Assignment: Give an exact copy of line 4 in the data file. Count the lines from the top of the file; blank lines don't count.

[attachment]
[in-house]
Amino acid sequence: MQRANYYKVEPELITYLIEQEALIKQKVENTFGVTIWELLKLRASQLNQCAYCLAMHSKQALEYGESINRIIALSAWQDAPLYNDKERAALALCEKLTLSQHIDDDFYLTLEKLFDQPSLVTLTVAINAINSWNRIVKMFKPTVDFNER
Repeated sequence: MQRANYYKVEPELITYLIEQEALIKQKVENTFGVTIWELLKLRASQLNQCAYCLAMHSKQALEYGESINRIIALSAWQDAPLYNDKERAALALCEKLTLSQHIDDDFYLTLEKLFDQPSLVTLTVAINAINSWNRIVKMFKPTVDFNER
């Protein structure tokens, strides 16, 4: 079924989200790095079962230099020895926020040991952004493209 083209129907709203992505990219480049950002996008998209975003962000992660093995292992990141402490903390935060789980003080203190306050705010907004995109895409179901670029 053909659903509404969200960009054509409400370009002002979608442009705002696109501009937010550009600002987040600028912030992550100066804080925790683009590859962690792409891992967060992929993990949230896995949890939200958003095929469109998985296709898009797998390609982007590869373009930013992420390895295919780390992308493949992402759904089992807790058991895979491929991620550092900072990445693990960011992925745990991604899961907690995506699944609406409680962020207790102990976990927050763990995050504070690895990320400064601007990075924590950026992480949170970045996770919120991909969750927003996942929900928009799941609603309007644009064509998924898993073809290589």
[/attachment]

């Protein structure tokens, strides 16, 4: 079924989200790095079962230099020895926020040991952004493209 083209129907709203992505990219480049950002996008998209975003962000992660093995292992990141402490903390935060789980003080203190306050705010907004995109895409179901670029 053909659903509404969200960009054509409400370009002002979608442009705002696109501009937010550009600002987040600028912030992550100066804080925790683009590859962690792409891992967060992929993990949230896995949890939200958003095929469109998985296709898009797998390609982007590869373009930013992420390895295919780390992308493949992402759904089992807790058991895979491929991620550092900072990445693990960011992925745990991604899961907690995506699944609406409680962020207790102990976990927050763990995050504070690895990320400064601007990075924590950026992480949170970045996770919120991909969750927003996942929900928009799941609603309007644009064509998924898993073809290589």